Color & Control:

Because of Occupational Therapy…

Occupational therapists are regulated health professionals. They help people to do the things that are important to them.

By Christie Welch and Amanda Musto

Occupational therapists are regulated health professionals. They help people to do the things that are important to them. For children and parents, these are everyday things that children engage in at home and at school, like writing, eating, learning to walk, playing with friends, or going to the washroom.

Occupational therapists look for the fit between a person’s skills and the demands of their environments. They work with children to increase skills and to reduce barriers in the environment, so that children can participate at maximum levels. An OT may recommend equipment to help with positioning and mobility, exercises to help strengthen muscles, games or toys to help with social skills and visual motor co-ordination, or calming activities to help with sensory regulation.

Individual benefits
Occupational therapy is a highly individualized service that is co-designed with the child and family according to their strengths, needs and goals. For this reason, the benefits of occupational therapy are also highly individualized, but can include:

1) Improved skills in movement, thinking or socializing

2) Increased independence

3) Better function in home, school or community through use of helpful strategies or equipment.

A child does not need to have a diagnosis to see an occupational therapist, and a child who does have a diagnosis may not need an OT. However, parents can consider talking to an occupational therapist whenever they want their children to build skills in any of these areas:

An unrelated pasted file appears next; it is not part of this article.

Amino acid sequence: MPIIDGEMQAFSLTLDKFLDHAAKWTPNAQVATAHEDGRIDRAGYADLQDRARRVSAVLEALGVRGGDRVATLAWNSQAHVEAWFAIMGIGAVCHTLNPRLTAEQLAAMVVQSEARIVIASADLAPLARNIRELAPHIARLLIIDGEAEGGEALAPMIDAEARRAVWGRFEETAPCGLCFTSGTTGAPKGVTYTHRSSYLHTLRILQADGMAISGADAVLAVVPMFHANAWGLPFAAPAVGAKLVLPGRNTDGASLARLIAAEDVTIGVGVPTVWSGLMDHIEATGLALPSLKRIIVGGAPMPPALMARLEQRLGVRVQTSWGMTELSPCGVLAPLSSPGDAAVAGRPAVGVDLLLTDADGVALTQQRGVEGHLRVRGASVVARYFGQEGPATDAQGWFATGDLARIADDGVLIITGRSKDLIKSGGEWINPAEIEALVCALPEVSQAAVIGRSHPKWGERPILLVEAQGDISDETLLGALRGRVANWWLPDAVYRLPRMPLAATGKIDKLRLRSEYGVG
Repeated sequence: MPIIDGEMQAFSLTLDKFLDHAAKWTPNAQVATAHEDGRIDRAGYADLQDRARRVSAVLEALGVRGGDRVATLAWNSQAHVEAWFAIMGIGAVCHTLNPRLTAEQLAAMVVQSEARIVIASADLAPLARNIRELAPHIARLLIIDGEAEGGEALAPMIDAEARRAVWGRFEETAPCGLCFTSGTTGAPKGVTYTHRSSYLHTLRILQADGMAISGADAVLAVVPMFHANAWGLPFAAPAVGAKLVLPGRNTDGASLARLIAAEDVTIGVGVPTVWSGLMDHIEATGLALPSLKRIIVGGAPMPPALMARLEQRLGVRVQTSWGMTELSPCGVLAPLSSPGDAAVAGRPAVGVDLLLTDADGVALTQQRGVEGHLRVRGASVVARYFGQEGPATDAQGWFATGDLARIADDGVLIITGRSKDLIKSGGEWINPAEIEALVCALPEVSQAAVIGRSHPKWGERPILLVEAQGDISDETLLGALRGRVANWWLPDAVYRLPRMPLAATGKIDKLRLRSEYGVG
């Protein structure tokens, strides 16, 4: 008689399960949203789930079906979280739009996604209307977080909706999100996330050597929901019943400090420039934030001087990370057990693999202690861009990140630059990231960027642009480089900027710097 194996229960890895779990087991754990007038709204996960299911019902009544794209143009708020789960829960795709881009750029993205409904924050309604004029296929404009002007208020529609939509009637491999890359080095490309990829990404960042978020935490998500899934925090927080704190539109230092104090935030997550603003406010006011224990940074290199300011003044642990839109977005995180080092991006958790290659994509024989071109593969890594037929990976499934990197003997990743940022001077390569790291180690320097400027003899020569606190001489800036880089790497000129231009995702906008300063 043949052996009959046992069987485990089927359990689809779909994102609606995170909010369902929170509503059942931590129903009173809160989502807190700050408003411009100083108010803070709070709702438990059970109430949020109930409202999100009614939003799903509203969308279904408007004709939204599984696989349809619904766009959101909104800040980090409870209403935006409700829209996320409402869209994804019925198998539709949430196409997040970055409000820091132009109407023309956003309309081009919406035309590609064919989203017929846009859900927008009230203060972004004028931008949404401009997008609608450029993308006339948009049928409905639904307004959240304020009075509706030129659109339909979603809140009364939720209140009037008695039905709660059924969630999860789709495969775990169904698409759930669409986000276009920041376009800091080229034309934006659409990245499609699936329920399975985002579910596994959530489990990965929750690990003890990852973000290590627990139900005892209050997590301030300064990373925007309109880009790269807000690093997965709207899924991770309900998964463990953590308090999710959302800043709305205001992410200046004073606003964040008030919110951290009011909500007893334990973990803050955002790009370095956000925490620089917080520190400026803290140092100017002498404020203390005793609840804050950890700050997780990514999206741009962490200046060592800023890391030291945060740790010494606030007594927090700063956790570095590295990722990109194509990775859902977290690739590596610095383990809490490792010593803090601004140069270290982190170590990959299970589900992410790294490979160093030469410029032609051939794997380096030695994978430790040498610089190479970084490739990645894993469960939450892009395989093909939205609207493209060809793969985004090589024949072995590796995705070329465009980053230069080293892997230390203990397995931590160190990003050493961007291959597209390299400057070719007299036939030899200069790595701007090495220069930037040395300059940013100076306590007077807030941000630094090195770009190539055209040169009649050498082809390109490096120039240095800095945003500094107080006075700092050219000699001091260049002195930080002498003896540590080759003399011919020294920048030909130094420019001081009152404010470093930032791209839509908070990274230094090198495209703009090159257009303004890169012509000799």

• Gross motor skills (sitting, crawling, walking, jumping, riding a bike, running, throwing a ball)

• Fine motor skills (cutting, printing, fastening buttons)

• Visual perception/visual motor skills (matching, printing, copying)

• Oral motor skills (chewing, drinking)

• Sensory processing (sensitive to noises/textures/smells or seeking excessive movement/touch/deep pressure)

• Play and toy use

• Socializing with peers

• Self-regulation (issues with emotion and arousal regulation, attention, aggression, impulsivity)

• Self help- getting dressed, going to the washroom, taking a bath/washing hair

Looking for an OT?
Your child may be able to access occupational therapy through school or childcare, community services like infant development, or home care, or ask your child’s doctor about a referral. Some occupational therapists offer private therapy for children, which is paid for out of pocket or by extended health benefits. More information on Occupational Therapy in Ontario can be found at or

Christie Welch is an occupational therapist, primarily in paediatrics. She currently serves as Lead for Early Learning and Development at Holland Bloorview Kids Rehabilitation Hospital. She is in the final year of her PhD program at the Rehabilitation Science Institute of the University of Toronto, Faculty of Medicine.

Amanda Musto has earned her Bachelor of Science in psychology from the University of Toronto and then attended the University of Western Ontario for Occupational Therapy. Amanda also teaches a specialized ballet class for children with disabilities.

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